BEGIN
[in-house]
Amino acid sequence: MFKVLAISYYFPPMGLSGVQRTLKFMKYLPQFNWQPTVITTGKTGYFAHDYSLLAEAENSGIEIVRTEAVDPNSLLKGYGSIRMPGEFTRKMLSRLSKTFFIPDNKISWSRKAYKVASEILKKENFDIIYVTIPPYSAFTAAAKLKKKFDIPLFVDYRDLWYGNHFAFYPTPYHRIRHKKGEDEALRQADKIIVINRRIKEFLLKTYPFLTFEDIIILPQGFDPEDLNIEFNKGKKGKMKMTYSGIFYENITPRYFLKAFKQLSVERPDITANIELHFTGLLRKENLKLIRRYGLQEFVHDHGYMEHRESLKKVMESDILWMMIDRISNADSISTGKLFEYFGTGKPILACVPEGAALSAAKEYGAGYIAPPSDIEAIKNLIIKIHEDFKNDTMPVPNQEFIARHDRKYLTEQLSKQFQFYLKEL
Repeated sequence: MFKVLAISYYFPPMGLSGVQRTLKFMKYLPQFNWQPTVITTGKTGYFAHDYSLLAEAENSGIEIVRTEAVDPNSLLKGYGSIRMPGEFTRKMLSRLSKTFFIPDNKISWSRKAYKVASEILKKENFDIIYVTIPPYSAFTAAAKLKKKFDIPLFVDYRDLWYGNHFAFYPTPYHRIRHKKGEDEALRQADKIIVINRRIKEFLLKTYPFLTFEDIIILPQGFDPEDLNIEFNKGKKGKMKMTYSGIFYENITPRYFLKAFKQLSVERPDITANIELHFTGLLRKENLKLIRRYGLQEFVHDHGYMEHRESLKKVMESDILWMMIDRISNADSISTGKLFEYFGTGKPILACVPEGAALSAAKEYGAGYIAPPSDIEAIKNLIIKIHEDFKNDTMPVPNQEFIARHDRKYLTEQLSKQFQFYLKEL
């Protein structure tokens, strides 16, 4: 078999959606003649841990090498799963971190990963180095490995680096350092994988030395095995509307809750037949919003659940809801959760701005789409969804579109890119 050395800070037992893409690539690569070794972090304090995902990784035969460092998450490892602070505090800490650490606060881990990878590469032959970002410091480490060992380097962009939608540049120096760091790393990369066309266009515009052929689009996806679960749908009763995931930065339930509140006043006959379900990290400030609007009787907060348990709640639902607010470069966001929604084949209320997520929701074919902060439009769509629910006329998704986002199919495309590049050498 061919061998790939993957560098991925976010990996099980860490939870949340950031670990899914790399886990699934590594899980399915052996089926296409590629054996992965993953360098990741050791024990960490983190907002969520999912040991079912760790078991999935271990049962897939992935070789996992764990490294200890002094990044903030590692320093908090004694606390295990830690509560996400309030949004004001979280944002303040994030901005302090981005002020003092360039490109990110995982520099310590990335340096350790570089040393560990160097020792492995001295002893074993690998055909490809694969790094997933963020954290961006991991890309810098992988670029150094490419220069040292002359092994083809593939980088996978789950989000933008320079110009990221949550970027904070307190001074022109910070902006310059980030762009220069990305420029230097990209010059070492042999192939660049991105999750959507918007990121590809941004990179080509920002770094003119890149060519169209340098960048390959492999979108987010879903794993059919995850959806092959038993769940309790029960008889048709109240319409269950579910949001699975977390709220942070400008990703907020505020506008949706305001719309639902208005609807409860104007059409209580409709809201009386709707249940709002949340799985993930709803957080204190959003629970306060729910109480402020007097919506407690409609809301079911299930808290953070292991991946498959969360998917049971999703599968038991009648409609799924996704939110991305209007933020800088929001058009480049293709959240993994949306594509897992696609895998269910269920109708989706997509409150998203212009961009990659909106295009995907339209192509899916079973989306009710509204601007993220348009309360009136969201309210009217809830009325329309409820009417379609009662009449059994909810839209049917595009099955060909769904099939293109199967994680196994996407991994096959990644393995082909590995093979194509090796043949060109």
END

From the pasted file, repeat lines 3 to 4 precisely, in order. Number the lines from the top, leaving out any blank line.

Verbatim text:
Repeated sequence: MFKVLAISYYFPPMGLSGVQRTLKFMKYLPQFNWQPTVITTGKTGYFAHDYSLLAEAENSGIEIVRTEAVDPNSLLKGYGSIRMPGEFTRKMLSRLSKTFFIPDNKISWSRKAYKVASEILKKENFDIIYVTIPPYSAFTAAAKLKKKFDIPLFVDYRDLWYGNHFAFYPTPYHRIRHKKGEDEALRQADKIIVINRRIKEFLLKTYPFLTFEDIIILPQGFDPEDLNIEFNKGKKGKMKMTYSGIFYENITPRYFLKAFKQLSVERPDITANIELHFTGLLRKENLKLIRRYGLQEFVHDHGYMEHRESLKKVMESDILWMMIDRISNADSISTGKLFEYFGTGKPILACVPEGAALSAAKEYGAGYIAPPSDIEAIKNLIIKIHEDFKNDTMPVPNQEFIARHDRKYLTEQLSKQFQFYLKEL
């Protein structure tokens, strides 16, 4: 078999959606003649841990090498799963971190990963180095490995680096350092994988030395095995509307809750037949919003659940809801959760701005789409969804579109890119 050395800070037992893409690539690569070794972090304090995902990784035969460092998450490892602070505090800490650490606060881990990878590469032959970002410091480490060992380097962009939608540049120096760091790393990369066309266009515009052929689009996806679960749908009763995931930065339930509140006043006959379900990290400030609007009787907060348990709640639902607010470069966001929604084949209320997520929701074919902060439009769509629910006329998704986002199919495309590049050498 061919061998790939993957560098991925976010990996099980860490939870949340950031670990899914790399886990699934590594899980399915052996089926296409590629054996992965993953360098990741050791024990960490983190907002969520999912040991079912760790078991999935271990049962897939992935070789996992764990490294200890002094990044903030590692320093908090004694606390295990830690509560996400309030949004004001979280944002303040994030901005302090981005002020003092360039490109990110995982520099310590990335340096350790570089040393560990160097020792492995001295002893074993690998055909490809694969790094997933963020954290961006991991890309810098992988670029150094490419220069040292002359092994083809593939980088996978789950989000933008320079110009990221949550970027904070307190001074022109910070902006310059980030762009220069990305420029230097990209010059070492042999192939660049991105999750959507918007990121590809941004990179080509920002770094003119890149060519169209340098960048390959492999979108987010879903794993059919995850959806092959038993769940309790029960008889048709109240319409269950579910949001699975977390709220942070400008990703907020505020506008949706305001719309639902208005609807409860104007059409209580409709809201009386709707249940709002949340799985993930709803957080204190959003629970306060729910109480402020007097919506407690409609809301079911299930808290953070292991991946498959969360998917049971999703599968038991009648409609799924996704939110991305209007933020800088929001058009480049293709959240993994949306594509897992696609895998269910269920109708989706997509409150998203212009961009990659909106295009995907339209192509899916079973989306009710509204601007993220348009309360009136969201309210009217809830009325329309409820009417379609009662009449059994909810839209049917595009099955060909769904099939293109199967994680196994996407991994096959990644393995082909590995093979194509090796043949060109």